Stuff I would only bring on an expedition (two weeks or more):





    first-aid manual

    fancy splints and bandages

    triple-antibiotic ointment (for animal bites)

    silverdine ointment (for burns)


    antifungal cream (nystatin or similar)


    Like I said, I have no medical training whatsoever, this is just the list of gear I carry.


    Moleskin? Not necessary.

  8. That does not make sense.


    If you do not have ANY slack you will yank your partner immediately and it will not matter if you yell falling becuase your partner will be falling too with you simultaneously.


    I think it is important to have some slack when you are going on the uphill side. WHY? When you fall, you immediately yell "FALLING", thereby allowing your partner to react and getting into a self arrest position BEFORE he is yanked by you.




    Really, if you are ascending even a moderately steep slope and your downhill partner falls into a crevasse, you are going to get pulled off your feet, no matter what is going on with the rope. The question is, how violently do you get yanked? If you have slack in the rope, even a little bit, your partner will accelerate and you'll get a huge initial pull on you. If you don't have slack in the rope (standard glacier interval, not taught like a guitar string!), the pull will be a lot more moderate. In both cases, you'll probably fall down. But in the case of the moderate pull, I think you won't accelerate as much, and you will likely be able to self-arrest faster. It is simple physics-- the smaller the initial force, the less the initial acceleration. The less rapidly you accelerate, the better your chances of self-arresting.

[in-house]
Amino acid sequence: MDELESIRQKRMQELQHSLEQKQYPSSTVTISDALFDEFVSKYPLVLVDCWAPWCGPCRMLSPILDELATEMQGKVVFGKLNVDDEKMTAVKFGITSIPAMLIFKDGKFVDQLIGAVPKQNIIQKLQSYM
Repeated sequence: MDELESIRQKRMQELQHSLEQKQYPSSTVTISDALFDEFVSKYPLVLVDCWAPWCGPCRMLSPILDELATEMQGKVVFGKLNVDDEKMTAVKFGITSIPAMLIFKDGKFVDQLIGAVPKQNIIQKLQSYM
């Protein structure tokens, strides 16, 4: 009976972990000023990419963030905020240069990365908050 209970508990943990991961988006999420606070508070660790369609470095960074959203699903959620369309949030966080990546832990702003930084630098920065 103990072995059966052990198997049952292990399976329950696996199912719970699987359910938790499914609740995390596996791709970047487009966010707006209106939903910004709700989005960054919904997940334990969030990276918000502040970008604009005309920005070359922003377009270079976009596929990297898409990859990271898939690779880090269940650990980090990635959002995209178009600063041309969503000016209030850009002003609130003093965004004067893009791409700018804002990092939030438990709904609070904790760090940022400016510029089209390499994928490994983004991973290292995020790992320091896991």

Timcb, listen to Sobo. No slack. And if you are a two-man rope team, be very very careful.

  9. What's wrong w/ the G14 frontpoints?